According to Prolexic's threat advisory, one of the observed attacks - originating from Asia - had a hefty 119 Gbps bandwidth and 110 Mpps in volume terms.
The attacks, says the Akamai division, represent a high risk to servers, since they engineer IptabLes and IptabLex infections on Linux systems.
As a result, the company says that malicious actors can tap the infected Linux systems to launch distributed denial of service (DDoS) attacks against the entertainment industry and other verticals.
Delving into the report reveals that the attackers have used the Linux vulnerabilities on poorly maintained servers to gain access, escalate their privileges to allow remote control of the machine, and then drop malicious code into the system and execute that code.
Thanks to this, says the security company, a system can then be controlled remotely as part of a DDoS botnet swarm.
Detecting and preventing an IptabLes/IptabLex infection on Linux systems, says the advisory, involves patching and hardening Linux servers, as well as adding antivirus detection.
The problem that IT admins face, says the report, is that once the Linux system has been compromised, attackers escalate privileges and infect the system with IptabLes or IptabLex malware. And in order to prevent further infestation and spread of the IptabLes IptabLex botnet, Linux administrators need to identify and apply corrective measures.
Mitigating the threat to Linux systems involves patching and hardening the Linux system, adding antivirus detection to the mix, and cleaning infected systems.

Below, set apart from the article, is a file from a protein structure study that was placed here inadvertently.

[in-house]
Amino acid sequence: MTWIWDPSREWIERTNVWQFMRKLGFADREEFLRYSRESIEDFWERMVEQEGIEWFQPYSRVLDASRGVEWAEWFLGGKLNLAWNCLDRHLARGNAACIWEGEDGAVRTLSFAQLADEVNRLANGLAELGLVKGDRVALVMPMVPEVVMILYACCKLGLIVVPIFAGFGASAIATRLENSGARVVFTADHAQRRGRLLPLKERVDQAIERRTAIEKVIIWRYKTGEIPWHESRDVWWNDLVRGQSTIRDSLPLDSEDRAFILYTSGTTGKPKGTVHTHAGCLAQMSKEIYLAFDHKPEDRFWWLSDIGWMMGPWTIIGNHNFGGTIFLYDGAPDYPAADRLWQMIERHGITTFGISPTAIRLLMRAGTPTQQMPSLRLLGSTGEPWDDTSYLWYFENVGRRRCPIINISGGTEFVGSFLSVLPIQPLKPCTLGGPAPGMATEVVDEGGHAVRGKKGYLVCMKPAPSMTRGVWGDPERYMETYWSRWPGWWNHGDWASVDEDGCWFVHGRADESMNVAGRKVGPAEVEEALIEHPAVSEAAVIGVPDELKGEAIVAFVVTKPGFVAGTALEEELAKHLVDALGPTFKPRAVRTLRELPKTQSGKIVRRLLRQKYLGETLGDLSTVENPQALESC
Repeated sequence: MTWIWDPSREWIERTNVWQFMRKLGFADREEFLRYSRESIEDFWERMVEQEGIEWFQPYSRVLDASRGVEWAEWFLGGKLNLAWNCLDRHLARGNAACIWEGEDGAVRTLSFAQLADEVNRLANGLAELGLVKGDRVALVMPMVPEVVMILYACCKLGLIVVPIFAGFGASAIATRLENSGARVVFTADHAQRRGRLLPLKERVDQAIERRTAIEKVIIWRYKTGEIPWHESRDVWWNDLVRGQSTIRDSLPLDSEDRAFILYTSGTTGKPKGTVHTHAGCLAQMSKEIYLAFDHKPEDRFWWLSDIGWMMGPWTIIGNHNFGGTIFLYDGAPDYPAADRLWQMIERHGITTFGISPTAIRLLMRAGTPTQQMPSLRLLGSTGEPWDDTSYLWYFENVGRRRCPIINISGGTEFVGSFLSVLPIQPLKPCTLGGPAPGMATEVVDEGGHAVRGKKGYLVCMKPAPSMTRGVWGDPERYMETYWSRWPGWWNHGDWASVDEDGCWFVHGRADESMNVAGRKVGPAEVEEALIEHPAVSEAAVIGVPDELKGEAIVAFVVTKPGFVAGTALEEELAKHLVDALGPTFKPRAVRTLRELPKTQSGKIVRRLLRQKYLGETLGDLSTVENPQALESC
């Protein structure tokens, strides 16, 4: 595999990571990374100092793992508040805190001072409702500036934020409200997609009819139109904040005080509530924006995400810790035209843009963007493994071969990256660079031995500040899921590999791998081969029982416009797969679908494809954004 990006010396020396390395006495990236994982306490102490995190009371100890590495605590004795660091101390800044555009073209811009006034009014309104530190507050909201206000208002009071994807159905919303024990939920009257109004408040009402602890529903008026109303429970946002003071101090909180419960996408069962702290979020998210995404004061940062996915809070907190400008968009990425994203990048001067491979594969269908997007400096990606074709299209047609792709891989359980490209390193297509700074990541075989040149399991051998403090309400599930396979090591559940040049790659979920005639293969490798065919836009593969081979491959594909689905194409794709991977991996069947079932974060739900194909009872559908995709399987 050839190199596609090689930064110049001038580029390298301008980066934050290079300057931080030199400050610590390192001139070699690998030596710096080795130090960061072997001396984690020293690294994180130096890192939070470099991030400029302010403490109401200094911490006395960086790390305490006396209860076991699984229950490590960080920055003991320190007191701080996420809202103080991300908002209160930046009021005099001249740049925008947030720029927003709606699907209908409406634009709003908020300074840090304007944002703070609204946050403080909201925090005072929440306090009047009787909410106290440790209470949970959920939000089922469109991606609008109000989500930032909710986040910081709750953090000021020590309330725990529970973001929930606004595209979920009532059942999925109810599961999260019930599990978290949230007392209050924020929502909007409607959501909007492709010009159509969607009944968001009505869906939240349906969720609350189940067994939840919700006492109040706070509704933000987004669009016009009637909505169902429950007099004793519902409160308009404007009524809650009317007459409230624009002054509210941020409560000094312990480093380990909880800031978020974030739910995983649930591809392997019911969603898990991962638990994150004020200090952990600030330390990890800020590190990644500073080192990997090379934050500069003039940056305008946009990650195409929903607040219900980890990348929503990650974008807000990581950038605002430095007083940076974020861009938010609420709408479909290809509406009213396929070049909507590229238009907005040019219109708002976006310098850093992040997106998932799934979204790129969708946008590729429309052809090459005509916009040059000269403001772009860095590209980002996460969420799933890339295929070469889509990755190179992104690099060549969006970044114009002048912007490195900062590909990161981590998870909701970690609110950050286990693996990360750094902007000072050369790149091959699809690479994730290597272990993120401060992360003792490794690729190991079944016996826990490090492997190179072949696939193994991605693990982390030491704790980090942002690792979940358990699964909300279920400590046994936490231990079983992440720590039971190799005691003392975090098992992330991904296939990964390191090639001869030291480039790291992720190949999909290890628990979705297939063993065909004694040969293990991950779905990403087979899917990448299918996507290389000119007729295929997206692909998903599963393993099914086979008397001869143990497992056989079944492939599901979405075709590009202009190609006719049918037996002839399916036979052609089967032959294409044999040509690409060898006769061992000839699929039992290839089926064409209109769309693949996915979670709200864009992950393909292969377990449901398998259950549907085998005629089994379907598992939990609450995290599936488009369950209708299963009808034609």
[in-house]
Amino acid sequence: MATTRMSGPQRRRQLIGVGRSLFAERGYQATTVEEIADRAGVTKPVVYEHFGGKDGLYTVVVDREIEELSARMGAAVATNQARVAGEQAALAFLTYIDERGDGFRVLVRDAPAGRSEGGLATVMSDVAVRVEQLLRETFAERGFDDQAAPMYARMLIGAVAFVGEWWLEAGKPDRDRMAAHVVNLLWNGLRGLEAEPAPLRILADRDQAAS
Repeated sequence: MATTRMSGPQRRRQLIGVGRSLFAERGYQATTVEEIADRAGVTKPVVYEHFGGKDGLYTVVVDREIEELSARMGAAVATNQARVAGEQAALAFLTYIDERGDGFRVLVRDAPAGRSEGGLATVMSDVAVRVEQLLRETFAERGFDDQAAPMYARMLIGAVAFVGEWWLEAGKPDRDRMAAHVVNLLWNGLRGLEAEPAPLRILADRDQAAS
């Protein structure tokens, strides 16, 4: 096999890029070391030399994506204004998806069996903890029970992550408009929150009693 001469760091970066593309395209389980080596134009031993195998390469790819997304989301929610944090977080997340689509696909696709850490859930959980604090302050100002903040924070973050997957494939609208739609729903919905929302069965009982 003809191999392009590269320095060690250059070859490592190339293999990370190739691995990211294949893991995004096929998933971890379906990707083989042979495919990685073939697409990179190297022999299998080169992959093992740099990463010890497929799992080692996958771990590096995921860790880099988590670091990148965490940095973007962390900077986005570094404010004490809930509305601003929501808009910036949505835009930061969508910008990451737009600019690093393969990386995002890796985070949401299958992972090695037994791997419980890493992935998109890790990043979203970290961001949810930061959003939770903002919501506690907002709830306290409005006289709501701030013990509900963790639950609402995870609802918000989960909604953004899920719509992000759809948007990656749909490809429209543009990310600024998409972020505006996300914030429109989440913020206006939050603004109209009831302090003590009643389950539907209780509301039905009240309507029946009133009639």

Perhaps more worryingly, Prolexic says that the VirusTotal test platform has reported only 23 out of 54 antivirus engines as currently detecting this threat.
Assumptions of safety
Commenting on the report, Phil Turtle, chief communications officer with the Data Centre Alliance, said that many professionals in the data centre industry have assumed - because their Linux machines have generally only been the recipients of DDoS attacks - that they have been very safe, if not immune, from hacks that result in membership of a botnet swarm.
"These latest successful attacks show that no operating system is safe from attack and that Linux server operators need to review their server estate to ensure that the best infection controls are in place - and the operating system platform is fully patched and up to date," he said.
"We'd recommend that co-location data centre operators - who don't have direct control of the servers in their facilities - make their customers aware of the dangers now facing their servers and suggest that they take the same preventative action," he added.
Over at Check Point, Keith Bird, the security vendor's UK managing director said that DDoS continues to be a key weapon used to target organisations.
"As such, IT teams should have a plan in place to mitigate the impact of attacks, and consider implementing defensive strategies that can include on-premise technologies and cloud-based scrubbing services, as well as fine tuning of gateways and Web servers," he said.
"They can also approach ISPs and work with them to identify mitigation techniques - after all, DDoS attacks use the same Internet routes as ordinary traffic," he explained.